Billings Shuts Down Water Plant, Asks City to Conserve Water

Billings Shuts Down Water Plant & Asks Residents to Conserve Water

Written by on June 15, 2022

The ongoing “500-year” flooding event of the Yellowstone River has forced the City of Billings water plant to shut down. The city is asking residents to “conserve water” when and if possible.

Courtesy of Billings City Government, Facebook

It is worth noting that the scope of the flooding and its total damage is currently under evaluation as teams are just starting the process of accessing this ongoing and dynamic situation both in Billings and in all impacted communities.

According to a recent statement from the Billings City Government, flooding on the Yellowstone River “forced Public Works to shut down its water plant late Tuesday night.”

As of this morning, water levels at the plant reached “more than 16” feet. Public Works added that for the plant to maintain its operations safely and effectively, “the river needs to be at 15 feet or below.”

During this time, while the plant is shut down, the city is informing residents that they “might notice water pressure decreasing” until plant operations can be resumed.

Courtesy of Tabitha Vonra

Director of Public Works Debi Meling said this morning, “the Yellowstone River reached 87,000 cubic feet per second.” “Last year at this time we had 8,000 CFS and it was a record low,” Meling said.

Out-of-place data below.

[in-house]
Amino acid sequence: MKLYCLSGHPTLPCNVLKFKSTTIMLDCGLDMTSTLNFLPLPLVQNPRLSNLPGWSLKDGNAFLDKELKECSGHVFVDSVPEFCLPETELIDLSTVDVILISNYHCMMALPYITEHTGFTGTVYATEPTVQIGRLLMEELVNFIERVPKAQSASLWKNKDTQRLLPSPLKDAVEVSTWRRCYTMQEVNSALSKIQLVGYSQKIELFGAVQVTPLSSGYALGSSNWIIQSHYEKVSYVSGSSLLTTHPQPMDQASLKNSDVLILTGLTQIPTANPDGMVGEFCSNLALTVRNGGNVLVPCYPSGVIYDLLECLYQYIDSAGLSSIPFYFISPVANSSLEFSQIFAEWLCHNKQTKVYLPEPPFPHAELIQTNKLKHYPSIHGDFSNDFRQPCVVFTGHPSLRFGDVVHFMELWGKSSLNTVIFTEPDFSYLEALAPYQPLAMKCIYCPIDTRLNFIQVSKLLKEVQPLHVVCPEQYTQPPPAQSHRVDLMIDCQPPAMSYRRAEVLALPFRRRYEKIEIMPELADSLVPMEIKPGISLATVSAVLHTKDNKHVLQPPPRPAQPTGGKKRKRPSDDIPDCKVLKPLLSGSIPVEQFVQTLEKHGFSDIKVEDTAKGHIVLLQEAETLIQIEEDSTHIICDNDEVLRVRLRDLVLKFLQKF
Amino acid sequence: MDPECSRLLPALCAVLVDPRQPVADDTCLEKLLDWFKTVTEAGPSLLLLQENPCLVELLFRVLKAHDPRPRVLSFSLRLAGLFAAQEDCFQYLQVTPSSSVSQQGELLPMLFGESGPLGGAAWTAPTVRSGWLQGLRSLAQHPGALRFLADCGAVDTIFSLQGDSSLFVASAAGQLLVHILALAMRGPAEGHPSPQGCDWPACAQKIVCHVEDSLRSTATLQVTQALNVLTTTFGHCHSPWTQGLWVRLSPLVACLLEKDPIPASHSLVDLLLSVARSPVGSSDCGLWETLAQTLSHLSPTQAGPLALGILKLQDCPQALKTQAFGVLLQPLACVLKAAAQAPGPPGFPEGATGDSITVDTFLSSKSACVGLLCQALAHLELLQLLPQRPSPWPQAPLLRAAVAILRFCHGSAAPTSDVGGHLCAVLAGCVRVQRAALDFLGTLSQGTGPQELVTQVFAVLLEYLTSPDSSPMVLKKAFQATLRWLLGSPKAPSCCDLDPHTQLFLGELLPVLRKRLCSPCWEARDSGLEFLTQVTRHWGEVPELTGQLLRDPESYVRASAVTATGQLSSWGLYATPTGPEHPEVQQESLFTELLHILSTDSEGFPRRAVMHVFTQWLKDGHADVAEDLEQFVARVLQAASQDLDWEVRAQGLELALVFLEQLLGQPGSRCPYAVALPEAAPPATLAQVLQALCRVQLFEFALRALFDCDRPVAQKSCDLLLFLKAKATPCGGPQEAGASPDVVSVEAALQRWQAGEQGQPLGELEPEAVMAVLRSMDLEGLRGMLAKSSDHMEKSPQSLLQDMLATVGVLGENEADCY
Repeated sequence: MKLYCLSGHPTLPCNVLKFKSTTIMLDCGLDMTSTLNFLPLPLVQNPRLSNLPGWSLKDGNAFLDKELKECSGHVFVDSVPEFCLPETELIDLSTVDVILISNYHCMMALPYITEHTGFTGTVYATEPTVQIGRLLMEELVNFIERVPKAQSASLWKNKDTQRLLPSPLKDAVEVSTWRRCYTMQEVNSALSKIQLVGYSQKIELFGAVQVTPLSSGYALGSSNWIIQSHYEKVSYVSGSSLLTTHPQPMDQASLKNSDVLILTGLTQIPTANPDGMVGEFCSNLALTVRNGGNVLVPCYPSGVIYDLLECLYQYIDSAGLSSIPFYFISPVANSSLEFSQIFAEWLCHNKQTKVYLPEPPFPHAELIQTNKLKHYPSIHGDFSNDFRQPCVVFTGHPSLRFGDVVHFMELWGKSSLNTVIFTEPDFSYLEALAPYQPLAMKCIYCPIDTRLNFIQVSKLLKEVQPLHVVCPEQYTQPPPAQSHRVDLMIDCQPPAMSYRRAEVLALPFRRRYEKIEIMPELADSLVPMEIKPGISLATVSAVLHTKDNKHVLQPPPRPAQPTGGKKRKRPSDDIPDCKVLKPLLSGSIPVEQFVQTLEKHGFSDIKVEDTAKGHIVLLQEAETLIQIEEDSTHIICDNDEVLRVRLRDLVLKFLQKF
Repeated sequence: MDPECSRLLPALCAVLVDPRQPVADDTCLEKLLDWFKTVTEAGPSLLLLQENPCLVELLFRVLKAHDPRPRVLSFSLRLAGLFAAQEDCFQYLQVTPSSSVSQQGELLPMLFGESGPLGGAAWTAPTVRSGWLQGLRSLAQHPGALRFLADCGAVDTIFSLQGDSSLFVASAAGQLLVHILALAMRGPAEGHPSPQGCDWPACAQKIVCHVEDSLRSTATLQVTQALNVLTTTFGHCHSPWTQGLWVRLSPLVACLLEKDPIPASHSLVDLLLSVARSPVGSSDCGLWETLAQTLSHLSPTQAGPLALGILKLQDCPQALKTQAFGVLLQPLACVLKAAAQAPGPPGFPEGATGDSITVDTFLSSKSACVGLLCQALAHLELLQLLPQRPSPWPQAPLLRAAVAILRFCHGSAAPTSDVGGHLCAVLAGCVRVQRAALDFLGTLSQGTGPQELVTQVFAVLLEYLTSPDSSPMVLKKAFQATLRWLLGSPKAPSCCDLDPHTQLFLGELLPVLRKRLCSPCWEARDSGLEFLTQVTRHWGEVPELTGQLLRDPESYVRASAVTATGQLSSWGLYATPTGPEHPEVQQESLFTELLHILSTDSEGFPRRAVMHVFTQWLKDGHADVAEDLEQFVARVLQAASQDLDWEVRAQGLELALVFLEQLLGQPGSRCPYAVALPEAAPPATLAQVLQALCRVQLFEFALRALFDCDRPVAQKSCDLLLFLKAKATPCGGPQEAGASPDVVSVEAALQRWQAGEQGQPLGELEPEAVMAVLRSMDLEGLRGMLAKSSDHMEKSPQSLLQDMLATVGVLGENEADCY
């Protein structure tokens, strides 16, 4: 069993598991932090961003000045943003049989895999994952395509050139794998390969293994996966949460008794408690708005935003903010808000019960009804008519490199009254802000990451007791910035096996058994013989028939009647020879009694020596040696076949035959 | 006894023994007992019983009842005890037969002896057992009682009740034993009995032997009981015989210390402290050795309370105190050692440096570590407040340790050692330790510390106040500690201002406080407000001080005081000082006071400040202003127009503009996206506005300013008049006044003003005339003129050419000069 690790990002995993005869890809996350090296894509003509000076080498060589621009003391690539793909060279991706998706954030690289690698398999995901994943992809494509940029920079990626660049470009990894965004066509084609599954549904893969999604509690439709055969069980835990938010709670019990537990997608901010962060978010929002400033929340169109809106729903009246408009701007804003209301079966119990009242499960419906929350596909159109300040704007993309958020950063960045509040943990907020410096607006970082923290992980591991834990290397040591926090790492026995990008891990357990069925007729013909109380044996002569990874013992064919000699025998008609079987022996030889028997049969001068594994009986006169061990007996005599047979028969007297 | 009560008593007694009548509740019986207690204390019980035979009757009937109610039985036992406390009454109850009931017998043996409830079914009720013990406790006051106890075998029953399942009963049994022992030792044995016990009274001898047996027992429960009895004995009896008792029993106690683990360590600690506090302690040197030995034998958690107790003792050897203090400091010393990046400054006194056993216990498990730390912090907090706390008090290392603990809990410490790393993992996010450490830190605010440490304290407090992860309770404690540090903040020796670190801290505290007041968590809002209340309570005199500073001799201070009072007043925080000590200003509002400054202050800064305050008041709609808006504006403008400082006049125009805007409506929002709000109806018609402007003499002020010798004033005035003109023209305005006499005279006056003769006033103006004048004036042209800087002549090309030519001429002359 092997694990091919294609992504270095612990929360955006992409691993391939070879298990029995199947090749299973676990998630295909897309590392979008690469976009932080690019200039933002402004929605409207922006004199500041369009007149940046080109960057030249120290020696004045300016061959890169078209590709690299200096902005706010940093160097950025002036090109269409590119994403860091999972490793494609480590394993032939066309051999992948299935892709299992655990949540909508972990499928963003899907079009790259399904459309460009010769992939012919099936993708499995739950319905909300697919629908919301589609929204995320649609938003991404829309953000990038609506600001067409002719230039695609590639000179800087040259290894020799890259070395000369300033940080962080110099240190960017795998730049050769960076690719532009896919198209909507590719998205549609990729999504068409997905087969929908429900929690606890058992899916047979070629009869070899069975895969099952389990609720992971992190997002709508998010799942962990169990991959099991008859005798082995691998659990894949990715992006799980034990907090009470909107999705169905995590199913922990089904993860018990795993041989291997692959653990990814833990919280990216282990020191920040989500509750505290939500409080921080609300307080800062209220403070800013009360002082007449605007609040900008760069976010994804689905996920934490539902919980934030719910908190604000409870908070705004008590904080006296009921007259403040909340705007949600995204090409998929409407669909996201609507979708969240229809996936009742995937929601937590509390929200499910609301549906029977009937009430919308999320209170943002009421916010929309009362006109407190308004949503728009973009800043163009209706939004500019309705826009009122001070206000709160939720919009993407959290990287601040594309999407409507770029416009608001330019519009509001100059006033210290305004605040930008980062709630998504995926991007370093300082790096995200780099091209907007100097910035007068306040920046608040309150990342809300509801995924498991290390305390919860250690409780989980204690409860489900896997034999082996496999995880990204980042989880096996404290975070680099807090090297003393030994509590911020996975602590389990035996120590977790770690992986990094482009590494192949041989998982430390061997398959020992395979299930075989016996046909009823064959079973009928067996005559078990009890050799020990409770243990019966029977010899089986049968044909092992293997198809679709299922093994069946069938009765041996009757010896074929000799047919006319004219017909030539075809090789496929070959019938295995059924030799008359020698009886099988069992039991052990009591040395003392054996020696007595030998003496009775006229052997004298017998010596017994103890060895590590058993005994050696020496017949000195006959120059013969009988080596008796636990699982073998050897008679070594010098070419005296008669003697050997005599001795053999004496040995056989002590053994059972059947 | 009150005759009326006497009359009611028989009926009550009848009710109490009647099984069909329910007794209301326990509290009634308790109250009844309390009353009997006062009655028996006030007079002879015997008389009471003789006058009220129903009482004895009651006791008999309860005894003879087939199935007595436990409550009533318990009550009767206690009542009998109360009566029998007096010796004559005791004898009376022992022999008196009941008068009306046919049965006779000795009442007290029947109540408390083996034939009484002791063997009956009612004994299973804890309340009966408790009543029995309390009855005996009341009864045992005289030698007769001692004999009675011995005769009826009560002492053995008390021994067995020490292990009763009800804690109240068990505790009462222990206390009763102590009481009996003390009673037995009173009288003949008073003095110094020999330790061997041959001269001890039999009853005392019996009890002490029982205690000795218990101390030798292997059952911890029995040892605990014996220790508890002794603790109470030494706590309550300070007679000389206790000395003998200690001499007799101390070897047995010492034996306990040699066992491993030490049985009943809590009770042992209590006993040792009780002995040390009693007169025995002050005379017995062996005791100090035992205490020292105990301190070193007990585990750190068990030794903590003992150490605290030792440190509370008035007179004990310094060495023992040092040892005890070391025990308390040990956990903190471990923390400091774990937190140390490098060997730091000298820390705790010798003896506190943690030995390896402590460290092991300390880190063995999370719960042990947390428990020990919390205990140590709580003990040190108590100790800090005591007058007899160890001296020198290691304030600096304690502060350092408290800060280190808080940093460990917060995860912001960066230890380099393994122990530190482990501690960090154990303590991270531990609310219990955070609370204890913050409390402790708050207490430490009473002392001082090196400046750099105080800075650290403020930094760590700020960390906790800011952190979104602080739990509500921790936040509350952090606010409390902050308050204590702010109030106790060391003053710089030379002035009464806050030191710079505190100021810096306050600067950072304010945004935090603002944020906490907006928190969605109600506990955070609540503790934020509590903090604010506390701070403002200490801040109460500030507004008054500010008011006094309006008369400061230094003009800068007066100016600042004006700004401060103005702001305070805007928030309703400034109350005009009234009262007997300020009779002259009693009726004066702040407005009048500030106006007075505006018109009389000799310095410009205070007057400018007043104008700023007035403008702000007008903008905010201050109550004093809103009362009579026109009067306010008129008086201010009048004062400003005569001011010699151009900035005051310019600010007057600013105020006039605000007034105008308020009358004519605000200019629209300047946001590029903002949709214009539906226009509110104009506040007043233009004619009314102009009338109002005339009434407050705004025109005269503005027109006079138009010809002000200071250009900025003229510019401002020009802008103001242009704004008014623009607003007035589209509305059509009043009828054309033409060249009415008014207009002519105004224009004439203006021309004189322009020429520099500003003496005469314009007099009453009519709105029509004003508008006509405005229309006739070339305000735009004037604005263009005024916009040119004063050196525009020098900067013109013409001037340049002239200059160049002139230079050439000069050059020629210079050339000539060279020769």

Currently, stores like Target, Albertsons, and CVS are running low on bottled water. The floodwater, according to a local source, has not receded enough for Public Works teams to examine the damage to the water plant. Information from a recent Q&A with Public Works, Billings has a “day to a day-and-a-half of water supply” before the city runs out (if the water plant cannot be turned back on).

Public Works is tasked with ensuring that “the plant will never distribute water that isn’t safe to drink.” As the city monitors the flooding, they plan to distribute updates to the community and region with alerts via social media and local news channels as well as on the smart phone app “Code Red.”

Other city operations are joining the effort to conserve water during this largely unprecedented high-water event, including the Fire Department, Parks and Recreation, and the Street-Traffic Division.

Abbreviated list of questions from the Q&A with Public Works

This story will be updated as new information becomes available and as the City of Billings updates its residents.

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